If Saudi Arabia is under pressure to give chapter and verse on the killing of journalist Jamal Khashoggi in its consulate in Istanbul, Iran risks straining relations with Europe at a time that it needs European support the most by targeting ethnic rights activists. Mr. Khashoggi’s murder has focused attention on Saudi harassment and intimidation of dissident...

by Kanchan Gupta on 05 Nov 2018 11 Comments

Just before he fell ill and was admitted to hospital, never to return home again, Girilal Jain would often tell his close friends about how was working on a book in which he would grapple with the question of Hindu nationalism. This book had been in the making for the past many years – first in the depths of his mind later in the form of notes. Any other aut...

by P M Ravindran on 04 Nov 2018 11 Comments

Remembering the above quip in the context of the events that have unfolded in Kerala post the Sabarimala verdict of the apex court on September 28, 2018 is not just coincidental. It was a 4:1 judgment of a bench headed by the then Chief Justice of India, Dipak Misra, himself. The majority opted to rule in favour of a cosmetic notion, touted as gender equalit...

by James M Dorsey on 03 Nov 2018 0 Comment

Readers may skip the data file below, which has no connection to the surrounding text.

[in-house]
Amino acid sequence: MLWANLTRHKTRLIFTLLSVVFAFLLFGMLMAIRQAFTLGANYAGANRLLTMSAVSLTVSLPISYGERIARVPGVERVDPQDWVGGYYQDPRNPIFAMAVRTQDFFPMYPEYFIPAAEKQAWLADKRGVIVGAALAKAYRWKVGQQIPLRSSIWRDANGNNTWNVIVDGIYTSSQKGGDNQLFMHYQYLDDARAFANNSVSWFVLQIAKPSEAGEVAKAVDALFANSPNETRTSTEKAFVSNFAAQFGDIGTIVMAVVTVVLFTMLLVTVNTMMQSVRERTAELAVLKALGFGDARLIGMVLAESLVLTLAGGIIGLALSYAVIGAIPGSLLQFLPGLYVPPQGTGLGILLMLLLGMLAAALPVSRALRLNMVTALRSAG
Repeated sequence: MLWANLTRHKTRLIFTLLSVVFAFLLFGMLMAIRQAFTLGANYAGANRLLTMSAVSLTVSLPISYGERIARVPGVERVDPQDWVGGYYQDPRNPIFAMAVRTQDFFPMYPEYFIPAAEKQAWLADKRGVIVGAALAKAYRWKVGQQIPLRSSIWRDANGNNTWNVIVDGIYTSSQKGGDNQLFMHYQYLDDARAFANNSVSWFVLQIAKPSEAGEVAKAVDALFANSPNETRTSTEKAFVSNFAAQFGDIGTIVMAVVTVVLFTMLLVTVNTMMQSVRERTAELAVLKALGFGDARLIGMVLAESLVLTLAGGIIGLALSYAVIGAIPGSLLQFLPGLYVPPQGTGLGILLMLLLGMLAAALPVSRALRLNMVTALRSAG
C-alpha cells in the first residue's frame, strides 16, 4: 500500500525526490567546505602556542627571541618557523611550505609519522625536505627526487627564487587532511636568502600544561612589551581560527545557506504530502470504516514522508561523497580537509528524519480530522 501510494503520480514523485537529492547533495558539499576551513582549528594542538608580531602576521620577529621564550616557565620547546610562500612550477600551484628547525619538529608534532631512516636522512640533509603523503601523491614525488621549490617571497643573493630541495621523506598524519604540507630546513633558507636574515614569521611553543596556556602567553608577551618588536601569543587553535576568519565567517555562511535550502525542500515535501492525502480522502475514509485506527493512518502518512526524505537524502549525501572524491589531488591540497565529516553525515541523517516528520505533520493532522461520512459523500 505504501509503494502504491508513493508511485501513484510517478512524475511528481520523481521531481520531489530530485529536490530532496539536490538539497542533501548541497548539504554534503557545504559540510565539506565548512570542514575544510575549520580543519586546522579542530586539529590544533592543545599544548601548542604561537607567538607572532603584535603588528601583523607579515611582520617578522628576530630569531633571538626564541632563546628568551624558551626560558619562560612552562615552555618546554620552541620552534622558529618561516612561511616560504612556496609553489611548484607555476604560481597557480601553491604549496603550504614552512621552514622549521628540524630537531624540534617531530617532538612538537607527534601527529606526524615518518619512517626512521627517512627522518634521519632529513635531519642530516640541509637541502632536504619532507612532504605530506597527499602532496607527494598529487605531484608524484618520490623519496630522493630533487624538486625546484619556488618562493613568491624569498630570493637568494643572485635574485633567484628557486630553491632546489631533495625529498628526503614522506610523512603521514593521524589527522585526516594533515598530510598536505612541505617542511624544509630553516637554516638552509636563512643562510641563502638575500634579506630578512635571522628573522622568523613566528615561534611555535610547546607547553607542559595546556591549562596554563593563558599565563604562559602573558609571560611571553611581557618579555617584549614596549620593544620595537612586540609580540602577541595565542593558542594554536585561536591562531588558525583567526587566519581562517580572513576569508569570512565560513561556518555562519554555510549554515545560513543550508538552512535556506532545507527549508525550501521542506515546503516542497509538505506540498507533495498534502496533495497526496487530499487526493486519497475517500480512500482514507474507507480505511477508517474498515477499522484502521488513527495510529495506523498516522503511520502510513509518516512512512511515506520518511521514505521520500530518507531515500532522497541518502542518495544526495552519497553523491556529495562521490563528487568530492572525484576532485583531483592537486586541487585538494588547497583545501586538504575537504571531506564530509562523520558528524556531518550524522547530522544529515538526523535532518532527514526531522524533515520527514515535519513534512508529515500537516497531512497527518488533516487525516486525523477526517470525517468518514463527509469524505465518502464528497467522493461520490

Khan’s insistence on a refocus of CPEC takes on added significance given that Pakistan is turning to the International Monetary Fund (IMF) to help it avert a financial crisis with a loan of up to US$ 12 billion and its agreements with Saudi Arabia involving US$ 6 billion in financial support and could produce some US$ 10 billion in investments that would be ...

by James M Dorsey on 02 Nov 2018 2 Comments

Pakistani Prime Minister Imran Khan lands in Beijing on November 3, the latest head of government to seek a renegotiation of commercial terms and/or focus of projects related to China’s infrastructure and energy-driven Belt and Road initiative. He follows in the footsteps of his Malaysian counterpart; Mahathir Mohamad has suspended US$ 26 billion in Chinese-...

by N S Rajaram on 01 Nov 2018 7 Comments

In the fullness of its wisdom, the Congress has divided Hindus as Good and Bad depending on whether one supports building a temple at the sacred site in Ayodhya or not. At least that is how I, a Bad Hindu as my name indicates (RajaRam) view the statement of Congress leader Sashi Tharoor. By this logic, a Good Hindu opposes the Ram Temple. Let us next try to ...